In France increased spending was effective to cushion the crisis but have beefed up an already high expenditure ratio (see Figure 2) and the debt ratio (in other European countries, the level of debt before the crisis was lower). Other European countries have put in place policies to reduce their fiscal deficits. For J. Franks, Head of the IMF mission to France, the fiscal deficit will remain at 4.5% of GDP in the medium term.
If the average fiscal deficit remains at 4.7% of GDP over the period 2022-2027; the average growth rate (in real terms) (g), 0.7%; the GDP deflator (4%); the average real interest rate (r) -1% (because of inflation), the average primary deficit at 1.3%, we project no decline in the French public-debt ratio (which stays at about 113% of GDP). The IMF projection is more pessimistic, the debt ratio will be 119% in 2027.
Table 2 France debt ratio will stay at the same level (thanks to inflation) or will increase (IMF projection)
Source: WEO:2022 for IMF projection
The IMF considers rightly that the French Government “should begin a multiyear process of expenditure-based fiscal consolidation to put the public debt ratio on a firmly declining path.” Yet the Government has shown no willingness to seriously reduce the deficit in 2023, deferring the decision to future years...
The Fund proposes a fiscal adjustment path averaging an annual 0.7% of GDP (or five percentage points of GDP over seven years). This is quite ambitious for a country who thinks only in terms of deficit.
The Fund proposes welcome structural expenditure reforms (never done).
- Reduce current spending, the quasi totality of expenditure surge is composed of recurrent expenditures which become encrusted in the long run (there is a ratchet effect).
-Reduce the number of civil servants (not done under Macron).
-Canceling overlaps between expenditure (between the different layers of the administrative “mille feuilles”).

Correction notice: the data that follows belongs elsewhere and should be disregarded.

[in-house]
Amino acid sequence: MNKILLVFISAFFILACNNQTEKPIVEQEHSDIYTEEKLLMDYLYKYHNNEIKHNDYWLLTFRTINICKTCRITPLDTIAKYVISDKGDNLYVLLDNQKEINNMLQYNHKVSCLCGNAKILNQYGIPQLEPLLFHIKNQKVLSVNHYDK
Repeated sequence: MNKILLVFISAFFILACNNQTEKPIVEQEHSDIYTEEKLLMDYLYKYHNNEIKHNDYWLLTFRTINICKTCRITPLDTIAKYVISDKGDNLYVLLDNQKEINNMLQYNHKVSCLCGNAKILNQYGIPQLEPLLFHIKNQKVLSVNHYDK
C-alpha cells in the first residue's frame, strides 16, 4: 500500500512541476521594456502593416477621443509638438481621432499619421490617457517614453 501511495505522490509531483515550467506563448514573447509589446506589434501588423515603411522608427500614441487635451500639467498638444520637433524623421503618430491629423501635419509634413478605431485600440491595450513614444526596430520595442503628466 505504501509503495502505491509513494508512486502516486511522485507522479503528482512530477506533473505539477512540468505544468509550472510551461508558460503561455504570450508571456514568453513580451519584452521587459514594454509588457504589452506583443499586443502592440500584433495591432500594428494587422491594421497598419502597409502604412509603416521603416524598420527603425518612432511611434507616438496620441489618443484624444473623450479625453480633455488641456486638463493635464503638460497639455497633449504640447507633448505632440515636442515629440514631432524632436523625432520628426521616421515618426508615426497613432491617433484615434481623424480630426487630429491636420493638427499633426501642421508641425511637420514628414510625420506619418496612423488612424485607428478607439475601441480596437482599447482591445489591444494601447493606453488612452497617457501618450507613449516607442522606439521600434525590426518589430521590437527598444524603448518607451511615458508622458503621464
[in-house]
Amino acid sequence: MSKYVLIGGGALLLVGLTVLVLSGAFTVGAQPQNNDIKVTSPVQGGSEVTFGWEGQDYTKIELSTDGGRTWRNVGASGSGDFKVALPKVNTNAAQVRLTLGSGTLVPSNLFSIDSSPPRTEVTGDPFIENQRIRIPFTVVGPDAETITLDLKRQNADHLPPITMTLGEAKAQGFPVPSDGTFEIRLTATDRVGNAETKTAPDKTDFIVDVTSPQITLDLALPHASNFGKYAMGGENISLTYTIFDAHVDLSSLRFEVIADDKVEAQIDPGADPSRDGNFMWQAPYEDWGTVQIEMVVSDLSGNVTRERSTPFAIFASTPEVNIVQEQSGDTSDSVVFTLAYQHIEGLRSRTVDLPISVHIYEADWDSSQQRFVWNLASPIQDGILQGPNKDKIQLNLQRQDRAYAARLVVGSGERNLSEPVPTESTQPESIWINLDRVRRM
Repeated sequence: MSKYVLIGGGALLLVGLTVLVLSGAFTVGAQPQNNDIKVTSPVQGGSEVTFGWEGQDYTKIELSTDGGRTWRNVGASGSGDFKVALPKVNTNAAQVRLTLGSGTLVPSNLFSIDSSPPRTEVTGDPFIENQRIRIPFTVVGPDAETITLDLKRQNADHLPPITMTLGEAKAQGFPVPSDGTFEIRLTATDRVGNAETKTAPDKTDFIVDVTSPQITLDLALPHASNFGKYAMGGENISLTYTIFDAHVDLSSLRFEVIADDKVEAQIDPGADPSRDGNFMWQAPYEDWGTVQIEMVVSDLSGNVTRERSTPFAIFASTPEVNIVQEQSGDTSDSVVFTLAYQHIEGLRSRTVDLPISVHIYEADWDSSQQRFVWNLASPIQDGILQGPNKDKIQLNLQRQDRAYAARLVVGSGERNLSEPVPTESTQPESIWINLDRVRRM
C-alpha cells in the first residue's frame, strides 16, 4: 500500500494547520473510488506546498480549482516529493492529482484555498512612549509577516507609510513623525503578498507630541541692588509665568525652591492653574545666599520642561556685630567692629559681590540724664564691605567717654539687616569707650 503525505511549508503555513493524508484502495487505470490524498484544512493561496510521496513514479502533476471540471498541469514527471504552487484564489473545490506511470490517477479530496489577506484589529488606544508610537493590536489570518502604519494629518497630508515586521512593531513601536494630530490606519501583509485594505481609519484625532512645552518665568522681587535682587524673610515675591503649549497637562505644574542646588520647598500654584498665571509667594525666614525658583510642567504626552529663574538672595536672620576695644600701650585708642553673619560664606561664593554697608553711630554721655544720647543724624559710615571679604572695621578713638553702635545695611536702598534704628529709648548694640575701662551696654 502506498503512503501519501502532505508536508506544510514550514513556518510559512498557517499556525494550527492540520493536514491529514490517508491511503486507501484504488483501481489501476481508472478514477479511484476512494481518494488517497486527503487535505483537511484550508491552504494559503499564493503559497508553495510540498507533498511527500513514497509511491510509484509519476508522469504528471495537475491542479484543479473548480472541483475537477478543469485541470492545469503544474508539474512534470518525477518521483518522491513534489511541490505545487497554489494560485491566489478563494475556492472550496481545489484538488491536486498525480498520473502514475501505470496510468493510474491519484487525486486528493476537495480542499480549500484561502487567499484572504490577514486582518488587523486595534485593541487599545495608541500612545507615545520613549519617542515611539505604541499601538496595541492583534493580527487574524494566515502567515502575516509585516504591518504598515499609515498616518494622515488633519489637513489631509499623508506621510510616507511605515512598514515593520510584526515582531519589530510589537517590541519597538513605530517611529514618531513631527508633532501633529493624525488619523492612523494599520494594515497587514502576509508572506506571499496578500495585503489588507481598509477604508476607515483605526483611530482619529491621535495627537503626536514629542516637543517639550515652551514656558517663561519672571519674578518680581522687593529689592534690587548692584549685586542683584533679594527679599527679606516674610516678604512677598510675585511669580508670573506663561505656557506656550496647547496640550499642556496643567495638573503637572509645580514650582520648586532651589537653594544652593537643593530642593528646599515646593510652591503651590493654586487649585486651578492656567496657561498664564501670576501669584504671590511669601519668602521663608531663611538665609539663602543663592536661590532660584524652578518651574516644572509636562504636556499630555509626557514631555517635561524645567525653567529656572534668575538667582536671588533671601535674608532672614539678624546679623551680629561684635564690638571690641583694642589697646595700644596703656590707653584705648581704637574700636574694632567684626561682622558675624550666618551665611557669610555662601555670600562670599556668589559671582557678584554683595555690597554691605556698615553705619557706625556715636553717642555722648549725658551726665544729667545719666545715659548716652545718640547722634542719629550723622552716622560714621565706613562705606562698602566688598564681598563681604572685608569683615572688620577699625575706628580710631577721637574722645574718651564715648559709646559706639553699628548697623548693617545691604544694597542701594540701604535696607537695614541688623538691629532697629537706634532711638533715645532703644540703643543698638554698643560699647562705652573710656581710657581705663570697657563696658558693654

-Canceling useless expenditures, the number of people managing hospitals (ARS), teachers. All these useless expenditures explain that France has the highest “social expenditure ratio” in the world whereas its social performance is rather low (OECD).
-A comprehensive pension reform which increases labor working time. This is a measure in the agenda of the President, the details are important (see Gérard Neel, “Des compromis nécessaires”, 2022, Librinova). The Government is quite hesitant in front of the street opposition to any reform.
-Reform of the unemployment benefits (ongoing).
-Rationalizing tax expenditure. The Ministry of Finance believes that piecemeal tax exemption can fine-tune the economy. This is, of course, completely wrong; it would be better to go to a lower tax rate across the board without exemptions.
-A fiscal law curtailing expenditure growth.
We add :
-Reforming the complex and outdated French (and francophone) fiscal framework which prevents any budget by programs and encourage expenditure increase every year (past expenses are never questioned).
The probability of implementation of these reforms is quite low. The President Macron is not much interested in economic reforms, his main interest lies in foreign policy. He has forgotten one of the lessons of the Général de Gaulle: « pas de grandeur nationale dans un pays sans finances stables » (no national greatness in a country without stable finances). French people are not keen on structural reforms which put into question acquired advantages ("les avantages acquis").
This IMF statement is welcome and useful. IMF is too often considered as the bad boy, it imposes conditionalities only on poor countries, whereas “rich” countries never go cap in hands toward the IMF. The last experience with the UK reminds us our fragility. In the UK case, the bond vigilantes did the IMF job, they obliged the authority to adjust, so far France has been shielded from the vagaries of the market thanks to the generous QE operated by the ECB, but this policy is translating into inflation and even the ECB will be obliged to enter QT. France, Italy and Spain are risky countries for the EZ.
It is good that the IMF reminds publicly to rich countries that debt sustainability and fiscal adjustment cannot be limited to poor countries.